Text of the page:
Nearly every housekeeper fancies she can cook a potato, and yet we have so many soggy and poor-flavored potatoes brought to our tables. The potato is composed chiefly of starch and water. When subjected to heat the starch cells burst and the potato becomes tender. If removed from the water or oven as soon as the starch is set free the potato will be mealy and dry, but if allowed to cook longer the starch will absorb the moisture and the potato be soggy.
If cooking new potatoes, boil them in their jackets; old potatoes, scrub, pare and let stand in cold water two or three hours to freshen them; cover with boiling water, to which a teaspoonful of salt has been added, and boil gently from twenty to thirty minutes; medium-sized potatoes will require thirty minutes; rapid boiling will break the potatoes; when cooked drain off every drop of water; remove the cover and shake the saucepan over the fire until the potatoes are dry and mealy; serve immediately. The potatoes should be put on to boil just one-half hour before they are to be served. If they must stand, set the saucepan on the back part of the stove and cover with a towel until serving time. The towel will absorb the moisture.
Boil six medium-sized potatoes; drain and shake over the fire; mash fine; add one teaspoonful of salt and one level tablespoonful of butter and beat well; heat a quarter of a cupful of milk; pour the hot milk over the potatoes and beat until light and creamy; pile on a hot dish; do not smooth the mound, but leave it irregular; serve immediately.
Prepare the potatoes as for mashed potatoes; press through a potato-ricer into a hot dish; put the dish in the oven for five minutes.
Select potatoes of uniform size; scrub and remove any imperfections in the skin; wipe dry and put into a hot oven; bake about forty-five minutes, or until the potato feels soft when pressed between the fingers; when baked cut a slit lengthwise in the potato and press the potato gently; remove immediately from the oven; cover with a towel until serving time; send baked potatoes to the table covered with a doily to protect them from the cold air.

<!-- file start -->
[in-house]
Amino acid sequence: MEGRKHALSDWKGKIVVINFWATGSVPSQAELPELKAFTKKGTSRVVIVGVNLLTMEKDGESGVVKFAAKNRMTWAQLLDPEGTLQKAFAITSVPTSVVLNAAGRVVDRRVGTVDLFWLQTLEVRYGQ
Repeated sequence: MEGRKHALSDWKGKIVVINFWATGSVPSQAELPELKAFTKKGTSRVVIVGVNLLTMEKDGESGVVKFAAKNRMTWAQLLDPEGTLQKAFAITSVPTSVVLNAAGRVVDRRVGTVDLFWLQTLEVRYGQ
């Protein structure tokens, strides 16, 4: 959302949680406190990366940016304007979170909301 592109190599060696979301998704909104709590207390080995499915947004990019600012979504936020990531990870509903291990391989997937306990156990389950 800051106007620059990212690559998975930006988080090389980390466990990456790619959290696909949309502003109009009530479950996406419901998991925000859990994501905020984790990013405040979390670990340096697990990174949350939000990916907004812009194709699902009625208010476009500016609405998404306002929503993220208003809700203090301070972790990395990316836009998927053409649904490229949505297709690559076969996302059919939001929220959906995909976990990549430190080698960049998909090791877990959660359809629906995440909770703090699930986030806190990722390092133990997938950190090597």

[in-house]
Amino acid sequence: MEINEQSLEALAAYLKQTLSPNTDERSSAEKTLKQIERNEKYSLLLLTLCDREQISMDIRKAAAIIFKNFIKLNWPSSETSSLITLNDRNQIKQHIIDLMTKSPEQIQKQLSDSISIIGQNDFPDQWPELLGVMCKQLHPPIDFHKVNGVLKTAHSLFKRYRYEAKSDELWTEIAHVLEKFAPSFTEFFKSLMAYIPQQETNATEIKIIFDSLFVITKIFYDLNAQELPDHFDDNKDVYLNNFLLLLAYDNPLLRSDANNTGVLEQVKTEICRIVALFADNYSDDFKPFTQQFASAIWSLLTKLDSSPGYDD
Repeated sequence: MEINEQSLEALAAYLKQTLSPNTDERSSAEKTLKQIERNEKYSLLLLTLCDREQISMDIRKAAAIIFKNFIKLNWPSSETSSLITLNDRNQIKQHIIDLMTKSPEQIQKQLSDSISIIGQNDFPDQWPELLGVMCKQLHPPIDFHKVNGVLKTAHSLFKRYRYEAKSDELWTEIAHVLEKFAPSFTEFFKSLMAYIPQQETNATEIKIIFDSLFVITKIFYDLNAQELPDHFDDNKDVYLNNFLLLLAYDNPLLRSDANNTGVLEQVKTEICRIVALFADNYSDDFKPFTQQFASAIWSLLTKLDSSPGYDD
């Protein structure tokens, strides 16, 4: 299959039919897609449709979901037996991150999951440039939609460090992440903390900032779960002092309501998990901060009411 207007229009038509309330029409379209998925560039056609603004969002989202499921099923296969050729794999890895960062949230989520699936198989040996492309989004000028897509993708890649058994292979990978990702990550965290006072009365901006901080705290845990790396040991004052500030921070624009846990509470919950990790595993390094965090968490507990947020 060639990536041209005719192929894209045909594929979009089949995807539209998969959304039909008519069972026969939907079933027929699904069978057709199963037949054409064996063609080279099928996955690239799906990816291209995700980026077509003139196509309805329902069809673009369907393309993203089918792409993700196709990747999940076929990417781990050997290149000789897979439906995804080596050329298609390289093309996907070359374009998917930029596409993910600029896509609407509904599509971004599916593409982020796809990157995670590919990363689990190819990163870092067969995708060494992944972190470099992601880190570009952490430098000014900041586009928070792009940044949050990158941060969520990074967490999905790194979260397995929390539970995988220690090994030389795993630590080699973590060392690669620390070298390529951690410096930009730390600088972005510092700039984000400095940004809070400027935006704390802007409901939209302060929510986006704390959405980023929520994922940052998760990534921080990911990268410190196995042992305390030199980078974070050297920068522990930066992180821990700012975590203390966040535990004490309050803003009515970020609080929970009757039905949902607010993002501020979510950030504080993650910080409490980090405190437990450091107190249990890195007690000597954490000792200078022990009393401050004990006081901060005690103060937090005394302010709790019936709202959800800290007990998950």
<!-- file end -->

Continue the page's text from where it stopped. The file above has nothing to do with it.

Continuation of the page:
Pare small potatoes and put into the pan with the roast beef about half an hour before the meat is cooked; arrange on the dish with the beef.
Pare and cut into six pieces on the length of the potato; let stand in cold water two or three hours; wipe, and fry in very hot fat; drain; dust with salt and serve with steaks or chops.
Pare eight or ten large potatoes; with a vegetable scoop cut little balls from the potato; drop them into cold water and let stand two or three hours; wipe and put in the frying basket; lower gently into very hot fat; cook until nicely browned - about five minutes; drain; dredge with salt and serve very hot.
One quart of cold boiled potatoes cut in half-inch dice; one pint of thin white sauce; one tablespoonful of minced parsley; pepper and salt; season the potatoes with pepper and salt; add to the white sauce and cook slowly until the potatoes are hot; add the parsley and stir carefully; serve immediately.
One quart of cold boiled potatoes, cut into dice,
Three tablespoonfuls of clarified butter.
Two tablespoonfuls minced onion, One tablespoonful minced parsley, Salt and pepper.
Season the potatoes with salt and pepper: brown the onion lightly in the clarified butter; add the potatoes and the parsley, cooking until nicely browned, being careful not to break them; serve immediately on a hot dish.
Wash and cover with boiling sailed water; boil gently until tender, or parboil the potatoes; pare and cut in halves; dust lightly with sugar, salt and pepper; put two tablespoonfuls of clarified butter into a small dripping pan; lay the potatoes on the pan and bake in a hot oven.